Week-In-Review: Very Busy Week For Stocks
Stocks ended higher as investors digested a very busy week on Wall Street. The week started with a very heated Presidential debate, stocks rallied, then President Trump/the First Lady tested positive for Covid-19, and the last jobs report before the election came in mixed. Stocks fell on Friday but still ended the week mostly higher. That’s a very bullish sign. My friend and legendary investor Jim Roppel said it best: Trump has a bad cold, but the Fed is still injecting trillions of dollars into the economy. Trump will likely recover and the market is acutely aware of that fact. Until the major indices break below support the bulls remain in clear control.
The market gapped up nicely on Monday as the rally continued from the prior week. The rally was broad-based as the major indices rallied nicely and just about ever sector rallied. Stocks closed lower on Tuesday as the major indices struggled near their respective 50 DMA lines. C19 deaths topped 1,000,000 which is not ideal. On the political front, the first debate between President Trump and Democratic nominee Joe Biden is now behind us. On the stimulus front, Pelosi and Mnuchin renewed talks for another Coronavirus stimulus package. The Debate was very heated and futures were up but fell by the time it was over. That didn’t stop the bulls because the market ripped higher on Wednesday and didn’t look back. The rally was broad based and clearly showed the market has voted and expects a bullish outcome in November – irrespective of who wins.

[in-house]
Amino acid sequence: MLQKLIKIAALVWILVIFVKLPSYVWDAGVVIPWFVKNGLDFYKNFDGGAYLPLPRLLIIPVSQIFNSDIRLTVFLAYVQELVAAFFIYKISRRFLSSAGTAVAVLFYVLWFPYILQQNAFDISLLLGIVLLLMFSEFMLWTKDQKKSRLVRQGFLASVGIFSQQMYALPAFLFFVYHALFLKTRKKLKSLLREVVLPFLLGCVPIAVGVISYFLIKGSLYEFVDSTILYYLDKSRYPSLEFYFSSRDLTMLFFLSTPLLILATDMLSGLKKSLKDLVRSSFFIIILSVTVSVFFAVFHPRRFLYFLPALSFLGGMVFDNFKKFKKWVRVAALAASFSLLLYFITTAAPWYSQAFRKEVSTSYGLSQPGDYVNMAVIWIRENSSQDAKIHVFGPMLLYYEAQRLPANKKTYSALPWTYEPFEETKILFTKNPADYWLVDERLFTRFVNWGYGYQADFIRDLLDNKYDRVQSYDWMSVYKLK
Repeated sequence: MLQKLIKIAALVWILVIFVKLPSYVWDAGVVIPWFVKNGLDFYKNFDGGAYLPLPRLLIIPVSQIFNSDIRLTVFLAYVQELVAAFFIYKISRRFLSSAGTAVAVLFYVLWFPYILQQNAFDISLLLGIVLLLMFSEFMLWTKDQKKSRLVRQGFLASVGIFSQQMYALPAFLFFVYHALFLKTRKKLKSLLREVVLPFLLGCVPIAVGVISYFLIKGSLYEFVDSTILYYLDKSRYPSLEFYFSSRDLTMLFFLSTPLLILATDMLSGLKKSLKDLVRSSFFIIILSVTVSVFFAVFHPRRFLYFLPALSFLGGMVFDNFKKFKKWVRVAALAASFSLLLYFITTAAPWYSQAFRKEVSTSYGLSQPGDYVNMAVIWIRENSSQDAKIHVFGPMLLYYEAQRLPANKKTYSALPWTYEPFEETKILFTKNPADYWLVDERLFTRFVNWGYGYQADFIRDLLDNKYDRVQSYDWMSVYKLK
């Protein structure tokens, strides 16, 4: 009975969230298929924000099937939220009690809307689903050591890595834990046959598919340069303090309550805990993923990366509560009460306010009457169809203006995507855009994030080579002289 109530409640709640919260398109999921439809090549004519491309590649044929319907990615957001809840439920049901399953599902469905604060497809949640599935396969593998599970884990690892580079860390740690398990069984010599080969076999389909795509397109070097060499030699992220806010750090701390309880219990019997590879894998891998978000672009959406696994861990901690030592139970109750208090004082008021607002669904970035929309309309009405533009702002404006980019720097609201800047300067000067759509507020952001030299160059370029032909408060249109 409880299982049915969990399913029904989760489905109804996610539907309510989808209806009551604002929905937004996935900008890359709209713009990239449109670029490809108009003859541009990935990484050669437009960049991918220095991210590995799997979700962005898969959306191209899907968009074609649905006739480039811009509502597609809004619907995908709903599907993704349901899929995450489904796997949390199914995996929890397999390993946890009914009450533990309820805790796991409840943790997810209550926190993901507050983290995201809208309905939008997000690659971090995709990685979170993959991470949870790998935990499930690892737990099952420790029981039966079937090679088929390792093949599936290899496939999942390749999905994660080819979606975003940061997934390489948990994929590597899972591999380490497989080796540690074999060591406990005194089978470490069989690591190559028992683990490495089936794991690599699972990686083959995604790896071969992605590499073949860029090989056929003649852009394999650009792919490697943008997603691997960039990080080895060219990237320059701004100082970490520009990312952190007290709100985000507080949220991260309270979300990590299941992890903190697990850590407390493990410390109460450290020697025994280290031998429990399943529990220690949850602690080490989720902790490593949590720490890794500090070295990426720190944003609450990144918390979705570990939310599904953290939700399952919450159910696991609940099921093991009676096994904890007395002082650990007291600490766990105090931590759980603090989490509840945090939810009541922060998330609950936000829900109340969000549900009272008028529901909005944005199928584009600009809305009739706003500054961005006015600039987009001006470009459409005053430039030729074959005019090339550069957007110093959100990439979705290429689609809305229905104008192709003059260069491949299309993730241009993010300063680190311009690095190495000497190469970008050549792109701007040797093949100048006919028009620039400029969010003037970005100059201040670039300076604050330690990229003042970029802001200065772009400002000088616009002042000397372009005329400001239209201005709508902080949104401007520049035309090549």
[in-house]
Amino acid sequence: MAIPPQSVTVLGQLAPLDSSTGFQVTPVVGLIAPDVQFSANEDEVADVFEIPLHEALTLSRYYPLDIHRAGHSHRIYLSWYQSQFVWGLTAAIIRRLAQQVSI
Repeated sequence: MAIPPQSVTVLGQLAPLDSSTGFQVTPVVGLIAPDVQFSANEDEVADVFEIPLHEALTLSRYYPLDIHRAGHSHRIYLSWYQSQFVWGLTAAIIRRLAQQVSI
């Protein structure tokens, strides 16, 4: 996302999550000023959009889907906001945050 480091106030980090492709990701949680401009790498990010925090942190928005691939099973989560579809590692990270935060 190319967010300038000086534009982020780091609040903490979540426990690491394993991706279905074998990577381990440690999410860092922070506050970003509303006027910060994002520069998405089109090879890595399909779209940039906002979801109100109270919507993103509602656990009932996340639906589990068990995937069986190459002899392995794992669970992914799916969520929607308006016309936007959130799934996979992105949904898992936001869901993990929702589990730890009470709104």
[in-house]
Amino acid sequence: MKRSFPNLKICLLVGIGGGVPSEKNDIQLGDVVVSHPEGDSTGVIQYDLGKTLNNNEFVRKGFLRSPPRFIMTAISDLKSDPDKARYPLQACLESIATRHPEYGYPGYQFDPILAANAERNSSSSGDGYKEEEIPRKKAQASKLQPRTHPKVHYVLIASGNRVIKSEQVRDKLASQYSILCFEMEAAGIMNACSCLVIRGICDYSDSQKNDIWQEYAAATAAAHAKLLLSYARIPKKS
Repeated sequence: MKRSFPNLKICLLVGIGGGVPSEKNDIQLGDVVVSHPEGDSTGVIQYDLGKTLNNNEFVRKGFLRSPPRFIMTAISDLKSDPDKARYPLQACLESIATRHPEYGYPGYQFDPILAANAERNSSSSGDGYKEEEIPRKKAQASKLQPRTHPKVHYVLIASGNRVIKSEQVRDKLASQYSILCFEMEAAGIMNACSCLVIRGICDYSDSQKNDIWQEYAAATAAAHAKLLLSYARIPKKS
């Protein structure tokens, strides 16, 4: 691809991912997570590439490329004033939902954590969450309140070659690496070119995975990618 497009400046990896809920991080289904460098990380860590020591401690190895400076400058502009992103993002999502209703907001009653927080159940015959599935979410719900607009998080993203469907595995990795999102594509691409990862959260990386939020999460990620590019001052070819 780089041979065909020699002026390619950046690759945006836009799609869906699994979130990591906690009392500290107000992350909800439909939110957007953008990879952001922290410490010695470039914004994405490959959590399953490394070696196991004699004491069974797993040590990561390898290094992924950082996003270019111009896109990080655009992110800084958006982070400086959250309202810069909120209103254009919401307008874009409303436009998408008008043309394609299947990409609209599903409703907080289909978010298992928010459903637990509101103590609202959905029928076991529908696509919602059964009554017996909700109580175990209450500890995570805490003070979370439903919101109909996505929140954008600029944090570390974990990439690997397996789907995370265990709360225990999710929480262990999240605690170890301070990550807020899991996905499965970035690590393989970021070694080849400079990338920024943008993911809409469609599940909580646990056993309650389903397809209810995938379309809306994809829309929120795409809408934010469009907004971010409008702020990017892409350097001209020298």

Thursday & Friday Action:
On Thursday, the market opened nicely higher but sellers showed up as hopes faded regarding another stimulus package. Economic data was mixed as U.S. manufacturing activity slowed in September. The purchasing manager’s index fell to a reading of 55.4, down from from 56 in August, according to the Institute for Supply Management. Stocks were quiet on Friday as investors looked ahead to earnings season. Late Thursday night, President Trump and the First Lady tested positive for Covid-19. Futures fell over night and into Friday morning. Before Friday’s open, the last jobs report before the election was released. The report showed that nonfarm payrolls rose by 661,000 in September, missing the Street’s estimate for 800,000. Meanwhile, the unemployment rate fell to 7.9%, which was lower than the the Street’s estimate for +8.2%.
Market Outlook: Flood The System With Liquidity
In September, we saw just about every major Central Bank reiterate their dovish stance which should bode well for asset prices- instead they are falling. That could be the first sign that “something has changed.” Earlier this year, global governments and global central banks, once again, stepped in with massive rate cuts and other “aid” packages to help “stimulate” both Main Street and Wall Street. As long as March’s lows hold, the market will likely move sideways to higher. On the other hand, if March’s lows are breached, then look out below. As always, keep your losses small and never argue with the tape.